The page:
If you'd like the pattern for the Oh Deer mitts, send me an email and I'll write it up for you.

Monday, December 9, 2013

Felted Embroidered Mittens

It's been soooooooooo cold here, a person doesn't want to go outside unless absolutely necessary.  Thank heavens the electricity and gas haven't quit on us.  So, rather than totally hibernating, thoughts are turning to knitting and making things to keep warm.  In addition, the next guild meeting has mittens for the program.  So, rather than plain ol' mittens, I'm trying something different.

Here's my first attempt at embroidered, felted mittens.
I was inspired by EvaL8's mitt on Ravelry:
  Hers are much more elegant than mine and look much more traditional. (She's Swedish.) I'm not so great at embroidery but I went back and got some tips from her description.  She uses the disappearing ink pen, like quilters use, to map out her design.  That would help a lot to get things in proportion and to get the two mitts to match, no easy feat.  She used a finer wool embroidery thread too.  I used yarn doubled, so mine look a lot more crude. I like the looks of the wide cuff, but the narrower one fits in my winter jacket better.  Hers are gorgeous.  Mine, not quite as much. O  well, first attempts are not always the greatest.

Her website is
Even if you don't speak Swedish, it's fun to see what she has knit.  She's really talented and prolific!!!

Anyway, back to my project.  I used an old mitten pattern meant for felting, but I see that I will need to adjust it too.  I like them roomy all together.   I especially like roomy thumbs and I think they are warmer than when the knitting hugs the thumb.  But it could be a few stitches narrower and a few rows shorter.  I might put them through one more wash and see what that does.  Every wool yarn felts differently, so sometimes it's necessary to knit things more than once to get them right.   I'll use the same yarn and try again.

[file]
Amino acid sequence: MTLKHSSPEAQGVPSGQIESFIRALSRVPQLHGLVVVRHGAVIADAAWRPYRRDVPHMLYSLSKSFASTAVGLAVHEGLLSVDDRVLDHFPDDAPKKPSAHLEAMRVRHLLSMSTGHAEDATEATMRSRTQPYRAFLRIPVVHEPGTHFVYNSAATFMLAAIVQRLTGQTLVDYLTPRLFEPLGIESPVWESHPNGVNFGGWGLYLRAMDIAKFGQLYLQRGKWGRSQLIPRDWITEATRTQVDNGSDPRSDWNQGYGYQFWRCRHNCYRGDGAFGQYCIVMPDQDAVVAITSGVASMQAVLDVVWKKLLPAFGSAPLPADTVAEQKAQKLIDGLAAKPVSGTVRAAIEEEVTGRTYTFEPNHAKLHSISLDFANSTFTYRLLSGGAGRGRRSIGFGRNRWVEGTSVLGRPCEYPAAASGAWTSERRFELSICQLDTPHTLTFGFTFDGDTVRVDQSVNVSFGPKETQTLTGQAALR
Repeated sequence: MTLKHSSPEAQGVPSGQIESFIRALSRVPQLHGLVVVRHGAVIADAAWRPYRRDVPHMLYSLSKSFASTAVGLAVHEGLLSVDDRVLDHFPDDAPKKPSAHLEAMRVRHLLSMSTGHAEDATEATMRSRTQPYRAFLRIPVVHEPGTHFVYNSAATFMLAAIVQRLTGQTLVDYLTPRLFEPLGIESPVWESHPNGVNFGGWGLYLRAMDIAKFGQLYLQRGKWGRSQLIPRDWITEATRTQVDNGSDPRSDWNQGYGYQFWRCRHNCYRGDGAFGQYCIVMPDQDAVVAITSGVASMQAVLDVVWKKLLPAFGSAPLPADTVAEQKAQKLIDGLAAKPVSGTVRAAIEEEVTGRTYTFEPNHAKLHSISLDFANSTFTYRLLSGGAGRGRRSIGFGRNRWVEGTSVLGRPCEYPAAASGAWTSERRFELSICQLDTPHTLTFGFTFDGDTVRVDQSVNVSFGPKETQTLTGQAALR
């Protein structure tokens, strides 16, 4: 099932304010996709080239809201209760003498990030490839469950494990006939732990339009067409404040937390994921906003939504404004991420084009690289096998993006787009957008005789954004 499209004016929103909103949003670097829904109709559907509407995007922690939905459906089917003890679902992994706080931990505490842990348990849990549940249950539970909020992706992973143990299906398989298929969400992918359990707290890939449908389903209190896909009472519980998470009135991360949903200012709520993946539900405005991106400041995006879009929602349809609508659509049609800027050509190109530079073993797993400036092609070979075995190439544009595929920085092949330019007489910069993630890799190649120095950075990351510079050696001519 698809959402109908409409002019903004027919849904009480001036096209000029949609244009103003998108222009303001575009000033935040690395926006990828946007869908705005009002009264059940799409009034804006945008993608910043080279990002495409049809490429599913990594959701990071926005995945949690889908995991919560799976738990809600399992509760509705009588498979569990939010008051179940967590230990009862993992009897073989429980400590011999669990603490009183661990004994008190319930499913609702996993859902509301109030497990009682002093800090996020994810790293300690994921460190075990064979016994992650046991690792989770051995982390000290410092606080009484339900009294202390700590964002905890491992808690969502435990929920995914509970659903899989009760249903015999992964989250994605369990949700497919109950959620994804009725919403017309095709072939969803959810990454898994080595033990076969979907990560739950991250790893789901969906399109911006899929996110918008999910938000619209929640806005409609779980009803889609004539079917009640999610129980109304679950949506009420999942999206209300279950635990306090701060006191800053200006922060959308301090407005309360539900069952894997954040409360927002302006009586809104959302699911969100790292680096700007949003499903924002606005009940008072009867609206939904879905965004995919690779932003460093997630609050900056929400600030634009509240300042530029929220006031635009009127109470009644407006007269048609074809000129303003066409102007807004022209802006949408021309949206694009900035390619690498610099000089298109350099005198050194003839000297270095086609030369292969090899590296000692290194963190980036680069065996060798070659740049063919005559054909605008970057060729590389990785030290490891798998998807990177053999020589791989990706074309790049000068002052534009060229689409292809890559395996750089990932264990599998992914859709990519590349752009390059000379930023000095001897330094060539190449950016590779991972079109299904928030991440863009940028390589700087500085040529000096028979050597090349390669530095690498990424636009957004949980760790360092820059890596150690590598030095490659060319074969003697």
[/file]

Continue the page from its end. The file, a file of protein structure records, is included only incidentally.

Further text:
With that all said, these will be perfect for taking the dog out.  She doesn't realize that the temps are cruel.  Being a keeshond, she LOVES the cold.  The colder, the better, silly thing.  And, whether it's cold or not, she still has to do her biz.  Have you ever seen so much fur?

Friday, December 6, 2013

Melissa and Doug

You may not have heard of this brand, but it's a company that makes adorable and durable kids' toys.  Wanted to show what I've cooked up :-) for my 2 yr old grandson for Christmas.  This is the kitchen;
It even has an oven, a little timer and a sink.  All pretend, of course.  I also got some pots and pans, utinsels and wooden food to go with it.  Then I made these:

I sewed a  2 year old sized chef's apron out of one of my husband's old shirts... guessed at the shape and size.  Then I knitted a cotton hot pad and little dish cloth.  My daughter said he's crazy about cooking at his pre-school, so I thought this bunch of stuff would be good.  Amazon ships the kitchen for free and I'll put the rest in my suitcase when I fly there for Christmas.  Just wanted to show off.  I think these things are sooooooooooooo cute.  And I hope he loves it all.

Wednesday, December 4, 2013

Yea for Baby Ballet Charity Sweaters

It's always rewarding to see that one's patterns are being used.  One of my readers, Andrea, wrote to me a few days ago and said: 
A great charity sweater. These were knit on a Brother 350 mid gauge for the Salvation
 Army in Venice FL. Two in Paton's Pearl and the other in Hayfield Brushed DK. I have also knit many of your Child's Earflap hats and charity baby blankets. Thank you for the inspiration and the great patterns. Andrea
I especially like the purple one. Might be the heart buttons that attract me to it.